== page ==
The pace of technological invention is accelerating, as brilliant inventors build one form of technology onto another to create what was previously unimagined. But while the landscape of technology today seems unmistakably unprecedented all the time, the foundations of innovation are the same as they were many years ago.
Emerging technologies are so named because they’re original, but despite intimidating and arcane names, government leaders need to think of them through the lens of innovation – not the lens of technology.
Craig Fischer, Program Manager for the Office of Financial Innovation and Transformation, is thrilled about the potential of emerging technology in government, but it’s not because of the tech side of things. Working within the Treasury Department, which is responsible for accounting, paying and controlling the money of the federal government, Fischer’s job is to manage money as easily and quickly as possible – which has led him to investments in several forms of emerging tech. Emerging technology can help the money get from point A to point B with greater reliability, efficiency and speed.
Therefore, Fischer views emerging technologies in government workforces just as any other innovation. And despite the newfound technology coming about in 2019, Fischer uses a framework of old to analyze the recent trends that are permeating the tech sector.
“You have to play the long game when it comes to emerging technology,” Fischer said during a workshop at the 2019 NextGen Government Summit. “Otherwise, you’re just going to get really incredibly frustrated.”
Peter Drucker, a renowned 20th-century business consultant and author, published a framework for identifying and expanding on opportunities for innovation in 1985 with his book, “Innovation and Entrepreneurship.” He identified seven sources for innovative opportunity: the unexpected, incongruities, process needs, industry and market structures, demographics, changes in perception and new knowledge.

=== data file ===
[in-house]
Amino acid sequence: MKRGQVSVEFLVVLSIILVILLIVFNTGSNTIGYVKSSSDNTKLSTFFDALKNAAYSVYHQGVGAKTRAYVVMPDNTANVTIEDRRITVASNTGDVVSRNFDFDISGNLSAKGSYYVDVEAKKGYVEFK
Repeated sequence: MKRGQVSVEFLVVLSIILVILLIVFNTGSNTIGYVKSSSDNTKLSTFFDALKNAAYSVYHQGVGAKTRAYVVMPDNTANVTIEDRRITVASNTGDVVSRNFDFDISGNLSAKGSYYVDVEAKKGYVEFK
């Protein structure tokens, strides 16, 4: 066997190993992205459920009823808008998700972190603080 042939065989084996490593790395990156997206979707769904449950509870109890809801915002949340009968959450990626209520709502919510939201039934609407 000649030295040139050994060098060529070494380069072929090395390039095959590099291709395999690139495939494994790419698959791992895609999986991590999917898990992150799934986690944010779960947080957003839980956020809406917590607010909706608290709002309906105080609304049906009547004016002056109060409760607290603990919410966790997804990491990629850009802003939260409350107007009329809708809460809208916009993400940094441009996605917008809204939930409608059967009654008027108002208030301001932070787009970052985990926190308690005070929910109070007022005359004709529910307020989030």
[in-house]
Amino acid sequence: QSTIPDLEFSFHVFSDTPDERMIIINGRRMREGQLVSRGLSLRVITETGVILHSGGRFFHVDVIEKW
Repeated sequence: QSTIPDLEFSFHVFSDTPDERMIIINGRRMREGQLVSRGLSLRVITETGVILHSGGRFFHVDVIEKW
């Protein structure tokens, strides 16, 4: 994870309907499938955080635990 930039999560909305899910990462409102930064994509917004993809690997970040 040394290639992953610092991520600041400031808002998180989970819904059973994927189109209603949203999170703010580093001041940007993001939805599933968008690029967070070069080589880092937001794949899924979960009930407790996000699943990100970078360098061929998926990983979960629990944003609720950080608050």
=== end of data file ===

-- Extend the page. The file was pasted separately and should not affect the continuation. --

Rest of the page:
Fischer identified a common approach to considering innovation using classical ideas. Take a step back, he said, and try to disown the existing view of processes and problems within an organization or sector. Instead, just think, if starting all over how should the problem be solved?
Then, look at what’s out there and how it might fit. This approach can be applied to all emerging technologies.
Fischer told attendees not to believe the grandiose promises or the baseless slander of emerging technologies as they go through media cycles of hype and disillusionment. Instead, define a use case, and see if there’s a fit.
That’s how the Treasury Department has introduced hot-button technologies to alleviate the burden on workforce and move forward. With robotic process automation (RPA), which Fischer thinks has moved past the “emerging technology” phase, the Treasury Department developed several bots in the Bureau of the Fiscal Service to deal with reconciliation and data processing. Chatbots – and artificial intelligence – are being brought in as well to answer questions from customers on a variety of issues, such as account balances.
Blockchain is also being featured at the Bureau of the Fiscal Service to track assets and manage licenses. It allows employees to verify the transactions of phones and physical items during their onboarding without an intermediary. The employee simply types in a code certifying that they received and have access to the device, and blockchain verifies the transaction.
There’s no middle man.
“That’s a powerful idea,” Fischer said.
Following a session where attendees looked at what up-and-coming technologies could do for them, Fischer encouraged attendees to dig further. What future advancements could fundamentally change government work? Emphasizing ideation, Fischer said that emerging technology requires risk. A potential fix shouldn’t be scrutinized too much before a pilot or proof of concept is tested. Go off of instinct or intrigue at first at a small scale, he said, and then build it out down the road if it proves effective.
“The worst thing we can do for emerging technology is to try to explain the emerging technology,” Fischer said. “If you’re trying to explain how smart dust works, you lost me. But if you explain the objectives, the advantages, what you can do with it … then I’m listening.”
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